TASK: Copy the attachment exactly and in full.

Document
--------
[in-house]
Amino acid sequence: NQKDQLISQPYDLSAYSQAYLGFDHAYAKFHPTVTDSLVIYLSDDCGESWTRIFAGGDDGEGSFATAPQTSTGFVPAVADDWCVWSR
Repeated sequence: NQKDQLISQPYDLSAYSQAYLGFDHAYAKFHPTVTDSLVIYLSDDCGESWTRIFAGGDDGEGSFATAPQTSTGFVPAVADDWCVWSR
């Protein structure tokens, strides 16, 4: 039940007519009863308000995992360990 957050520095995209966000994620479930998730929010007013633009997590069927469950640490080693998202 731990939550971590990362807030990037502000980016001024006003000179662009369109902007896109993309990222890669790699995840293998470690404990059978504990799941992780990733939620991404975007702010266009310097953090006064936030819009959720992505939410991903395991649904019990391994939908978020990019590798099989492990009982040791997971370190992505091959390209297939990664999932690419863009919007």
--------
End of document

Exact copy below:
[in-house]
Amino acid sequence: NQKDQLISQPYDLSAYSQAYLGFDHAYAKFHPTVTDSLVIYLSDDCGESWTRIFAGGDDGEGSFATAPQTSTGFVPAVADDWCVWSR
Repeated sequence: NQKDQLISQPYDLSAYSQAYLGFDHAYAKFHPTVTDSLVIYLSDDCGESWTRIFAGGDDGEGSFATAPQTSTGFVPAVADDWCVWSR
């Protein structure tokens, strides 16, 4: 039940007519009863308000995992360990 957050520095995209966000994620479930998730929010007013633009997590069927469950640490080693998202 731990939550971590990362807030990037502000980016001024006003000179662009369109902007896109993309990222890669790699995840293998470690404990059978504990799941992780990733939620991404975007702010266009310097953090006064936030819009959720992505939410991903395991649904019990391994939908978020990019590798099989492990009982040791997971370190992505091959390209297939990664999932690419863009919007």